5. I tend to agree with the guys at LiteralF1 and SomersF1, the Lotus system is not a DDRS, and shouldn’t really be referred to as such. Lotus refers to it as ‘the device’, the acronym “DRD”, Drag Reduction Device makes more sense. The passive system, as they’ve developed it, has really nothing to do with creating a ‘double’ effect coupled with the rear wing, the way that the Merc, McLaren or RBR systems currently do.

  6. davidnotcoulthard said on 9th October 2012, 17:04

    It’s also easier to swap to and fro for evaluation.

    It’s also easier to swap to and fro from for evaluation?

  7. Hotbottoms (@hotbottoms) said on 9th October 2012, 17:37

    Räikkönen is (or atleast was a couple of races ago) a championship contender, but his team has wasted half of the season on a device that doesn’t work. Yet all the talk is about Ferrari not being able to give Alonso the car that he deserves…

  8. Ral (@ral) said on 9th October 2012, 19:30

    It’s as if nobody read the quotes from James Allison. I have bolded the relevant bits:

    Technical director James Allison said: “We’ve been ploughing something of a lonely furrow on the circuit with our relatively straightforward, power-maximizing exhaust.

    “However, since well before the launch of the E20 and to the present day we’ve been carrying out parallel developments in our wind tunnel programme based around a Coanda effect exhaust.

    “Once we saw the potential gain of the Coanda system surpass that of our current design it was clear that we needed to implement it, both for the benefit we could get in the last quarter of this season and also for learning experience it presents us for next year. We will run our first version of this style of exhaust in Korea.

    So, they have had this design in their wind tunnel since before the car was even announced. To claim “Lotus is mismanaged” for not using it sooner, is absolute rubbish. There were clearly other areas where they thought they could make bigger gains while using the traditional exhaust layout, optimised for power generation as opposed to the coanda-exhaust layout which would trade off a bit of power for a bit of downforce.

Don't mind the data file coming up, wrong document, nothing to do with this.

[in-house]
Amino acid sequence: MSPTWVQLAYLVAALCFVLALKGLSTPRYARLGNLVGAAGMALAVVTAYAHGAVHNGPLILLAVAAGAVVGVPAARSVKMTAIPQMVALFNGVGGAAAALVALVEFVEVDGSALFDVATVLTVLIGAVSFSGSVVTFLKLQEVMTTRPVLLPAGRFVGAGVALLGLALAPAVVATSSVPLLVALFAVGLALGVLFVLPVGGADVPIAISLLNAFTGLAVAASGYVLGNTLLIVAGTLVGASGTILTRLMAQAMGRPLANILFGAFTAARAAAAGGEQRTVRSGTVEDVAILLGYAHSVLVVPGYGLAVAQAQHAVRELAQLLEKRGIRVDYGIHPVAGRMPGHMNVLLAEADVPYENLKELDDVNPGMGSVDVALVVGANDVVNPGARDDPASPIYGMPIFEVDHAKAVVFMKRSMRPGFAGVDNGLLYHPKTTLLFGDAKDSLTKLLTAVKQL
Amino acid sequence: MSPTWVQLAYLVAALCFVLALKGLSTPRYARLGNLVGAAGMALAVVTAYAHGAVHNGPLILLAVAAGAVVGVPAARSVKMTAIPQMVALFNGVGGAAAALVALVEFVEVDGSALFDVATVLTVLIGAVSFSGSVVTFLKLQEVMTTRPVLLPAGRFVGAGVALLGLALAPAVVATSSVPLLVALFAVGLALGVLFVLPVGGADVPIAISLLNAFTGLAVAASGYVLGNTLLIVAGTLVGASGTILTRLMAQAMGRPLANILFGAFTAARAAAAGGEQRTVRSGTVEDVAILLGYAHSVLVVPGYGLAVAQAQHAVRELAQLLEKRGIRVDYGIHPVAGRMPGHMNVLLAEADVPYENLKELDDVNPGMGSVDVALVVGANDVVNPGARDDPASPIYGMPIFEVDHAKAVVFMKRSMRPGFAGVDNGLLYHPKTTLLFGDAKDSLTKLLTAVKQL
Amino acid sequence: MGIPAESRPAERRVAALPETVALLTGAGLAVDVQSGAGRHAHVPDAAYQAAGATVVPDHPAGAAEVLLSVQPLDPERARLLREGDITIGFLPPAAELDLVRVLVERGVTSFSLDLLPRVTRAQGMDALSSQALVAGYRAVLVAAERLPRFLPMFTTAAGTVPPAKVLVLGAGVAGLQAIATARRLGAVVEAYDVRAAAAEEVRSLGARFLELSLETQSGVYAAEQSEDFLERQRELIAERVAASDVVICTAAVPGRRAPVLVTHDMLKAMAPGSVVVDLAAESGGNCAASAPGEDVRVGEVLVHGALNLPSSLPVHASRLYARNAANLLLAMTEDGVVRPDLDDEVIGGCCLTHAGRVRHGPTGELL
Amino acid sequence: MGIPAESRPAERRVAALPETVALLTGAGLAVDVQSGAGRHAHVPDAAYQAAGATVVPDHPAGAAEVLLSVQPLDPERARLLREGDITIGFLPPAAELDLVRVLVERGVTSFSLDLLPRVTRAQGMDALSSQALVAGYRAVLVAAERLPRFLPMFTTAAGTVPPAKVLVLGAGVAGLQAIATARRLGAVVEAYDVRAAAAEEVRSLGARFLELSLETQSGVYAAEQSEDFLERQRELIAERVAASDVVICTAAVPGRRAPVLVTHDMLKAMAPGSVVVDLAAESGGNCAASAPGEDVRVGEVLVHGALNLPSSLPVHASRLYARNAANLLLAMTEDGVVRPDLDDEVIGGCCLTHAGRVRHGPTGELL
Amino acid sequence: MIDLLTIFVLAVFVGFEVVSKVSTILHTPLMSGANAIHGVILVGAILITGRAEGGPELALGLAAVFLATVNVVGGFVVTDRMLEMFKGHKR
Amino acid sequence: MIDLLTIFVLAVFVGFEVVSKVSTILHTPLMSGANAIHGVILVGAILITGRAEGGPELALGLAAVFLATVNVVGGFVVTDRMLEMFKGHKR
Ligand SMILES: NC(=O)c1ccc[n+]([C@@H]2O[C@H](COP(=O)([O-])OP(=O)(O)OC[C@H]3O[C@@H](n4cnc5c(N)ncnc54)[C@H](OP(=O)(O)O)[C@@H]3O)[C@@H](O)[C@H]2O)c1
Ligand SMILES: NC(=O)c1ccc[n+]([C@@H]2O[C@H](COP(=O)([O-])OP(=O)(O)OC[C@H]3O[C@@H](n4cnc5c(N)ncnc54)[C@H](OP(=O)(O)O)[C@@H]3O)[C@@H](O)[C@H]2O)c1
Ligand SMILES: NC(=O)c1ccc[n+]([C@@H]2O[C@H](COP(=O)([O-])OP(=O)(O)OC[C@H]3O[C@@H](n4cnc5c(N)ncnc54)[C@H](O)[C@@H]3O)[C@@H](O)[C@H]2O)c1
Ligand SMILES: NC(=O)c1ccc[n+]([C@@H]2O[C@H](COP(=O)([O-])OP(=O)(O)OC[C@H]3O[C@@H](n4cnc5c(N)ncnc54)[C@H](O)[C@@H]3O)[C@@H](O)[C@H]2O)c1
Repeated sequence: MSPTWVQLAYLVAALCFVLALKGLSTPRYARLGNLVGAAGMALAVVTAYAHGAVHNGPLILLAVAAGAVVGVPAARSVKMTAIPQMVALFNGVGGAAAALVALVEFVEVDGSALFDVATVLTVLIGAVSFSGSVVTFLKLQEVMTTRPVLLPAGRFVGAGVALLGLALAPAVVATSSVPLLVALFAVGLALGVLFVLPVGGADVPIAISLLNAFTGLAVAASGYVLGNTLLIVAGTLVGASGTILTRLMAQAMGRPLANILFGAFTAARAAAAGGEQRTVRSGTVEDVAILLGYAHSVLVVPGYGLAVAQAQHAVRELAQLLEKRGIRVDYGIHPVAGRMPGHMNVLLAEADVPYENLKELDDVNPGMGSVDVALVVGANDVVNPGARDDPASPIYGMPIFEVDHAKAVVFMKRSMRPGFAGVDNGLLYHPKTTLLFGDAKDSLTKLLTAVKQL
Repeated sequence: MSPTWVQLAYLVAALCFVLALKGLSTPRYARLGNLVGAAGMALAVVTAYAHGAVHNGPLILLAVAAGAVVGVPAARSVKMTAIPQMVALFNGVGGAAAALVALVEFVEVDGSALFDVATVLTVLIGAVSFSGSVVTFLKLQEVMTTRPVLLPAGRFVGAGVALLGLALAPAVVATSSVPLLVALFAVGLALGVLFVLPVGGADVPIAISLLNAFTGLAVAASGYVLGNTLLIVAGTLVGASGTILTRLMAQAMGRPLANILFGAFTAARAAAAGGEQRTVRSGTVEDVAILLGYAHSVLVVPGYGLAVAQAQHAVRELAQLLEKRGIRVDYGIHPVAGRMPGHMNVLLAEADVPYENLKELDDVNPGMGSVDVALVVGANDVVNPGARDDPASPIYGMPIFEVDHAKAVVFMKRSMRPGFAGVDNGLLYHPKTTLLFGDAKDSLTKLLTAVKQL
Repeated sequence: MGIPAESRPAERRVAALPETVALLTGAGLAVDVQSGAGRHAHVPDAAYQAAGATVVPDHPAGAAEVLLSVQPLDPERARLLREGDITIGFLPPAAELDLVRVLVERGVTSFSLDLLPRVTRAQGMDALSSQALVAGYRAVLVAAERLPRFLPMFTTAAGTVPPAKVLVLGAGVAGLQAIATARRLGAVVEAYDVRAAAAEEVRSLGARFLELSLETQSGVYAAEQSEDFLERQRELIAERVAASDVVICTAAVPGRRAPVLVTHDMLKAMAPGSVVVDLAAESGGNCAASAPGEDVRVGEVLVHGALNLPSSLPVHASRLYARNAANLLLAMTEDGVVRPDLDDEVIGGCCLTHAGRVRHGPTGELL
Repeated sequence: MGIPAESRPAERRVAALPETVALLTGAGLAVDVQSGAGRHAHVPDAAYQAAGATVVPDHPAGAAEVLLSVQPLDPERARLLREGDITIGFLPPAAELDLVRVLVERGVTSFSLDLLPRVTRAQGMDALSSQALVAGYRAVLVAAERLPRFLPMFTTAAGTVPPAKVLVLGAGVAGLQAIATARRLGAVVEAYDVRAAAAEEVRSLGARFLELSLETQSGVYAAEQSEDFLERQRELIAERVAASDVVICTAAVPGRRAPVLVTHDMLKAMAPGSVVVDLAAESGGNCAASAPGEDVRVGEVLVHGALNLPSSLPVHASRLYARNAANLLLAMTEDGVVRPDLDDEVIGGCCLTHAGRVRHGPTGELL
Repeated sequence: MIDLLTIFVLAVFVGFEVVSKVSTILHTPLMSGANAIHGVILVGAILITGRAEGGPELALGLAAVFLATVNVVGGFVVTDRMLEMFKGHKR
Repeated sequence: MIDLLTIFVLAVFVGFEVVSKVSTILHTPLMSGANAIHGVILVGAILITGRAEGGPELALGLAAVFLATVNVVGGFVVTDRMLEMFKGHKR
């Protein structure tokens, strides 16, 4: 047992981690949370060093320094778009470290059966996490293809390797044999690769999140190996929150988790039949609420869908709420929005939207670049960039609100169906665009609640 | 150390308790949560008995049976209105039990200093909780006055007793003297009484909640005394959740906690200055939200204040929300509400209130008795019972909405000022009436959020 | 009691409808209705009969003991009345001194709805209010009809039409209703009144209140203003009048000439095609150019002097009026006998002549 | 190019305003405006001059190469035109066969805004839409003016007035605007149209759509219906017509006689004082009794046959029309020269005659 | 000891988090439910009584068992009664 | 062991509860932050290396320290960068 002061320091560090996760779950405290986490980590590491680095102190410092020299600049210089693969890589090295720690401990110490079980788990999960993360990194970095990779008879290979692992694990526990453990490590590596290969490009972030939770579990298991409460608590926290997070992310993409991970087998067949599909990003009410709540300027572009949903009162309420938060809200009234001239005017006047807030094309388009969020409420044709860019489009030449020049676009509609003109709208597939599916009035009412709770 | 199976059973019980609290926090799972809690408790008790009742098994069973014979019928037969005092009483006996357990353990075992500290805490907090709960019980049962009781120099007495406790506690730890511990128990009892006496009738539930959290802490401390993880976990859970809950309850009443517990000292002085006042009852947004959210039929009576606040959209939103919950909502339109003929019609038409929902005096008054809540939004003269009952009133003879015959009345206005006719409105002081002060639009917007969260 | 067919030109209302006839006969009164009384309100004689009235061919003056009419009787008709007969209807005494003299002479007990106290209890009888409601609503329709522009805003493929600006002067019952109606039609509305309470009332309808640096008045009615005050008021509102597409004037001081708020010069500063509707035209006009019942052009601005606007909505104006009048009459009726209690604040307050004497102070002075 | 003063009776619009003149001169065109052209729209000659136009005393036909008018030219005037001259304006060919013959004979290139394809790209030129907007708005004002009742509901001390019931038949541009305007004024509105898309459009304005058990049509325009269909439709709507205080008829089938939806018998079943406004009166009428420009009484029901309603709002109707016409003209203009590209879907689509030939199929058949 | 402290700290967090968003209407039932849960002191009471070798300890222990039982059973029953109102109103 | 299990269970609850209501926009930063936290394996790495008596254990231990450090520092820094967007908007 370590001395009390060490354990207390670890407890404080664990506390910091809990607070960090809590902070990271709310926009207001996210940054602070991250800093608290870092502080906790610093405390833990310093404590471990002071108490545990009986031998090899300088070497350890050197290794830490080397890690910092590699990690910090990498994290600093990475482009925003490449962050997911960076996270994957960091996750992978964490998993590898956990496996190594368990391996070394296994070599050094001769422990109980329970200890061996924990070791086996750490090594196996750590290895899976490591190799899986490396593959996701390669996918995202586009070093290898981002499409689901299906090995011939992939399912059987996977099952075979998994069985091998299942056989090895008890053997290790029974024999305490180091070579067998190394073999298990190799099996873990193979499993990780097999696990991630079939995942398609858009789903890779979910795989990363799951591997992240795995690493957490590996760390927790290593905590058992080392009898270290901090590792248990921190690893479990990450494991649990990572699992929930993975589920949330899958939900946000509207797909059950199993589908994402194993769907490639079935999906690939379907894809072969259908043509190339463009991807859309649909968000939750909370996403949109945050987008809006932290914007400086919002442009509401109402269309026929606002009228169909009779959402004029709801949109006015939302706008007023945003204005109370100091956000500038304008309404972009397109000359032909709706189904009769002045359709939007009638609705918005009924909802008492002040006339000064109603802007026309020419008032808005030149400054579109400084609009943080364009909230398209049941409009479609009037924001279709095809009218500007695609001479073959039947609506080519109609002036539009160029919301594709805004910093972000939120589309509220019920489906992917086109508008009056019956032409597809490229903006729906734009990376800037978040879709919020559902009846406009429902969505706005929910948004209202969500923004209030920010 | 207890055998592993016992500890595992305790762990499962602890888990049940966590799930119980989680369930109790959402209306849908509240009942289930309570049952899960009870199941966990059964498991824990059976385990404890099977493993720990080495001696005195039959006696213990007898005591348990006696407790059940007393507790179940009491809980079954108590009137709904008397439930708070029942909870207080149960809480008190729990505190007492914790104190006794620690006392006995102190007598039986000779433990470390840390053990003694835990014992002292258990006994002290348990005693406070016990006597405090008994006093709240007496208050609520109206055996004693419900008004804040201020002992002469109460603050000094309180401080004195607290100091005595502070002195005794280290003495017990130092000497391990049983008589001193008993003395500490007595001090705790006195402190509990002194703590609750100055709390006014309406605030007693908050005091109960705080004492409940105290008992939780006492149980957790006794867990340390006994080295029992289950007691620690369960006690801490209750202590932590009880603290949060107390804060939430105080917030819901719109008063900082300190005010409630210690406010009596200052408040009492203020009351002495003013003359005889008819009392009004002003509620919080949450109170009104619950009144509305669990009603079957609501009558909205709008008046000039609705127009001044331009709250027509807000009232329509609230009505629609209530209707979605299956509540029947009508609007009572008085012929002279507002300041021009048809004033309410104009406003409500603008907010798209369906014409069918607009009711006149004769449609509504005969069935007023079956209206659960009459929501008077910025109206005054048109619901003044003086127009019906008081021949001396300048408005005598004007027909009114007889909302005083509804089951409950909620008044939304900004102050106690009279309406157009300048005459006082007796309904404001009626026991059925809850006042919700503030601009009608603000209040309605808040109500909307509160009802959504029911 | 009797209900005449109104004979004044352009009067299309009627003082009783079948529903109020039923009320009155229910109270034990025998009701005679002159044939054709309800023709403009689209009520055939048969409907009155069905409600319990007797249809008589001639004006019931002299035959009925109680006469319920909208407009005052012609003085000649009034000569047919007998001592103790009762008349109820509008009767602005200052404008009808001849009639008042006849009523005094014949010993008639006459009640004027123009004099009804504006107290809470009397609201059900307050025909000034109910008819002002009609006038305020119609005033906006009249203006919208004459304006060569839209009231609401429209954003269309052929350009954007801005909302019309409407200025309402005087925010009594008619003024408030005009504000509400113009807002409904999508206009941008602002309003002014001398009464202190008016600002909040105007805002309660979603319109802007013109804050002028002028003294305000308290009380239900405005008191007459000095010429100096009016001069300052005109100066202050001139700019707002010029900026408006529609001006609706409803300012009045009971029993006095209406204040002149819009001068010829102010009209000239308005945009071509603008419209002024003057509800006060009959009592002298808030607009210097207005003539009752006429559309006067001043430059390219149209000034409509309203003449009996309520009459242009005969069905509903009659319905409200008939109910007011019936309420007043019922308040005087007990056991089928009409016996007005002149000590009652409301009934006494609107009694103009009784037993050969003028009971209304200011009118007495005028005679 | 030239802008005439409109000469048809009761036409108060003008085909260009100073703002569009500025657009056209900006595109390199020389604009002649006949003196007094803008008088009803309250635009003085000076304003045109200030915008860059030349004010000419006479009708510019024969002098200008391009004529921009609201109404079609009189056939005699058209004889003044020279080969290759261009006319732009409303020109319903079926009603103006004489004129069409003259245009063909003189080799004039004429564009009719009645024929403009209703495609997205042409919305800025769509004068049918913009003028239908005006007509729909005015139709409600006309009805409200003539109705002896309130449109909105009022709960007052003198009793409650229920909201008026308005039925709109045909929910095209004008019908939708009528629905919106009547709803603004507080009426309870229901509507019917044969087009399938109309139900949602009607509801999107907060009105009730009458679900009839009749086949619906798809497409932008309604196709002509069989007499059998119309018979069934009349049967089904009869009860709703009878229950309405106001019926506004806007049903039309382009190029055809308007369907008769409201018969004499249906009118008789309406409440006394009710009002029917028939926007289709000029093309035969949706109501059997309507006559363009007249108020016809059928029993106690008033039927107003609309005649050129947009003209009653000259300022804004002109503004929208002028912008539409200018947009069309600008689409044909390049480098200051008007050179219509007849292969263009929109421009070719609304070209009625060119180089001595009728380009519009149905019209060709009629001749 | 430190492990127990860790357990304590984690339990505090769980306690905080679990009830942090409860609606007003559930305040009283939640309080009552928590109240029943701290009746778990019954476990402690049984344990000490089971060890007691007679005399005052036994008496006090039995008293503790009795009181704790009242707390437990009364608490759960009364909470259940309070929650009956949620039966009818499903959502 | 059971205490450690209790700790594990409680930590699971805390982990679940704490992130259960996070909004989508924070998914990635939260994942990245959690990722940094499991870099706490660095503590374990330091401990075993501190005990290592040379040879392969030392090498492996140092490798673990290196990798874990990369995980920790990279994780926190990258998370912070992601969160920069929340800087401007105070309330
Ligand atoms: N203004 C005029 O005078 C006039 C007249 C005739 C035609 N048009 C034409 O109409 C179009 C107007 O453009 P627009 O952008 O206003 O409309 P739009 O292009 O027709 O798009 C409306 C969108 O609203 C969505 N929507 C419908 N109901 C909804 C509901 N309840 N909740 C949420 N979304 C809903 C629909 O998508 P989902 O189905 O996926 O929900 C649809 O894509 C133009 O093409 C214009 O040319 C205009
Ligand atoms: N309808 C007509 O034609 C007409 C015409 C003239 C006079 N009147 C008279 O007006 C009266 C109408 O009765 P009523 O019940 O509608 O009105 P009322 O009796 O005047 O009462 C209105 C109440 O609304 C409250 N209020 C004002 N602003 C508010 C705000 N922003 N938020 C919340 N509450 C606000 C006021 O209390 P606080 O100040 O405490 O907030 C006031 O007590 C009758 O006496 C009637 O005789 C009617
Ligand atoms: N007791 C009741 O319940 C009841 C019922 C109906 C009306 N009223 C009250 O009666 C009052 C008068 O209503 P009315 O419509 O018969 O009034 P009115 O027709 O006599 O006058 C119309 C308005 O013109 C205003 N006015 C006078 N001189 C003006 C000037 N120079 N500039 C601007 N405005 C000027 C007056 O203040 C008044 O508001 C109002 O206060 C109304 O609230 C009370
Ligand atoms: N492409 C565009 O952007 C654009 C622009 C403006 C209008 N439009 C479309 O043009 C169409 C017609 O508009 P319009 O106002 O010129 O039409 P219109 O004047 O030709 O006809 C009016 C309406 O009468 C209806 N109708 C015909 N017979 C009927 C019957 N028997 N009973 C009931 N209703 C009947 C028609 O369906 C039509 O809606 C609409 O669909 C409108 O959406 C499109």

Meanwhile, I don’t think their time trying to set up their drag reduction “Device” is wasted. In the short term, perhaps it is costing Räikkönen some time getting his car set up. But seeing how tricky it is to get the device right, it wouldn’t seem too far-fetched to think that they will end up almost with different specs of it to suit the various circuits and allow it to switch at the appropriate times and speeds. And then who’s laughing next year when everyone is struggling to configure their attempts at this system on each track? Remember, Mercedes have put about double the miles on theirs in Magny Cours and they decided against using it in Suzuka as well.

    Meanwhile, it is a shame Lotus have failed to make the steps forward the other frontrunners have. But it does seem to highlight that Ferrari may have been fibbing a bit for several races now about how their car is so slow, because Lotus falling back has nothing to do with Ferrari becoming faster and Alonso has been quoted as saying he’s been driving the same car now for 6 races because their updates haven’t been working (interesting as well how somehow the press seems to have bought into the Ferrari story).

    And with that in mind, and how much praise Alonso’s efforts have garnered over these 6 races, perhaps the Lotus results shouldn’t be considered quite so disappointing? Because that would mean, from Germany on, between the two the Ferrari was actually the faster car on the whole, with Lotus trying to catch up to that level of performance. Unless you are going to claim that the Lotus has become slower than it was before. But if you look at the race pace, except for Hungary, it’s not such a strange conclusion to come to that the Ferrari wasn’t as bad a car as they themselves are trying to make it out to be.

    • Kimi4WDC said on 9th October 2012, 23:36

      Everybody except die hard fan boys know Ferrari is/was for most of the season a decent car, very decent at some. Mostly was in the right place at the right time where it was not as fast.

    • Eggry (@eggry) said on 10th October 2012, 2:39

      Yes, at the first part of the season, I thought Lotus is 3rd or sometimes 2nd fastest but now it’s the place for Ferrari and Lotus is now clear 4th fastest. It’s quite strange Lotus have brought more updates than Ferrari but actually gotten slower than them.

      BTW even though Alonso said it’s same car for 6 races, still they brought a small piece of updates. I should say Ferrari have opted for optimizing of current package than huge development while Lotus tried these and those. I think Singapore rear wing was relatively huge one but that failed. I wonder they find theire dropped ball again now since Pat Fry reckons there’s something significant coming.

      Anyway it reminds me of HRT and Virgin for last 2 seasons. HRT never brought any updates while Virgin did, still there gap was nearly changed through the seasons.

Add your comment

Your email address will not be published. Required fields are marked *

All comments must abide by the comment policy. Comments may be moderated.
Want to post off-topic? Head to the forum.
See the FAQ for more information.